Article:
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Archaeology and the Kingdom of David and Solomon
Archaeology of Ancient Israel Lecture Series
The United Monarchy – the famed kingdom of David and Solomon – is at the center of a heated debate. While until 25 years ago there was a consensus that David and Solomon were historical figures who ruled over fairly large territories, it is now questioned by many who believe either that these kings were either petty chiefs controlling a limited territory around Jerusalem or that they did not even exist. Given these doubts, the archaeological evidence has come to the center of discussion stage. A broad examination of the nature of the Iron I-II transition, however, reveals major changes in practically every aspect of life, from settlement patterns to various aspects of material culture, including pottery form and decoration, and architectural developments. While each change could, in theory, be a result of a number of causes, a broad analysis of all the processes and transformations, and especially their sequencing in time and space, greatly narrows down the possible options. It is therefore the aim of the present lecture to briefly present the sweeping changes that accompanied the Iron I-II transition, to reconstruct (temporally and spatially) the processes of growing social complexity that they reflect, and subsequently to examine the implications of this analysis on the debate over the historicity of the so-called United Monarchy.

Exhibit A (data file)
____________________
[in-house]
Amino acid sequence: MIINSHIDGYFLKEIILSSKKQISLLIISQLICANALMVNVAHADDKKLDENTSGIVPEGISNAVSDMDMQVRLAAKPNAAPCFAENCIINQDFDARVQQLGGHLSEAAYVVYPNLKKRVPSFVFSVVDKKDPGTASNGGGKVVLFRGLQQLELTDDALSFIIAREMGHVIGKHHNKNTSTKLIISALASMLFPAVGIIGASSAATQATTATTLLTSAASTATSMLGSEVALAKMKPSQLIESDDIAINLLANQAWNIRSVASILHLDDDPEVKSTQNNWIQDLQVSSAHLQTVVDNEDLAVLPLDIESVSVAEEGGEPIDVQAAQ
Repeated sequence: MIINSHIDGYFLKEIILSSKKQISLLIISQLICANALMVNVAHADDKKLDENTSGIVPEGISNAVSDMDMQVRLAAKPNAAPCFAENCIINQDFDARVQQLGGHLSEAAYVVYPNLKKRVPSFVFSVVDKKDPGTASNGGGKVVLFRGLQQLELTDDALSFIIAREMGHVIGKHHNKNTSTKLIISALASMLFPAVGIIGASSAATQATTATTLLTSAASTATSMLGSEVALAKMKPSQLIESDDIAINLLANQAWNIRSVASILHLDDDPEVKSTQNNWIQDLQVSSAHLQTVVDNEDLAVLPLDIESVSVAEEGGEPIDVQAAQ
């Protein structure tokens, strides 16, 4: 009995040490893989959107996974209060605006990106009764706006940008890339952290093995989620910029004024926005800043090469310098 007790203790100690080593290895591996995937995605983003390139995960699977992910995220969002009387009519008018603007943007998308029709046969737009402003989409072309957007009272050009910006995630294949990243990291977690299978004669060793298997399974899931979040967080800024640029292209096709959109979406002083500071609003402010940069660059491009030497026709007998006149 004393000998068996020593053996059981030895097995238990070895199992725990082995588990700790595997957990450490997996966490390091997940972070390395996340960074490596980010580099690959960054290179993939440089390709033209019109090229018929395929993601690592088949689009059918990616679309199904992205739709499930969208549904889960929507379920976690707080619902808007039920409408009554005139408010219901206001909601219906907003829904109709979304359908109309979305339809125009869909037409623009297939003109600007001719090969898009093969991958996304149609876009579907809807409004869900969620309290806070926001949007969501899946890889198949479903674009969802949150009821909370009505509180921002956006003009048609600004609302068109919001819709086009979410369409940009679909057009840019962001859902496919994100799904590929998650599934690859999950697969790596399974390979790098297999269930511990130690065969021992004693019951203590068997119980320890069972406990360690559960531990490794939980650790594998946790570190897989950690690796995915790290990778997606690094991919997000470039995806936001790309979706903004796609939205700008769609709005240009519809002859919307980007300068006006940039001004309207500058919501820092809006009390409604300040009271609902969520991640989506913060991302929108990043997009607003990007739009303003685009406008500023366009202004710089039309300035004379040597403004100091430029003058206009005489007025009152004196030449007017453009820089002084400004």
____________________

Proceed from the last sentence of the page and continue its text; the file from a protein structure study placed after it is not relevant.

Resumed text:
Avraham Faust (Bar-Ilan University)
Dr. Aaron Burke (NELC)
Kershaw Chair for Ancient Eastern Mediterranean Studies
Department of Near Eastern Languages and Cultures Cotson Institute of Archaeology
Alan D. Leve Center for Jewish Studies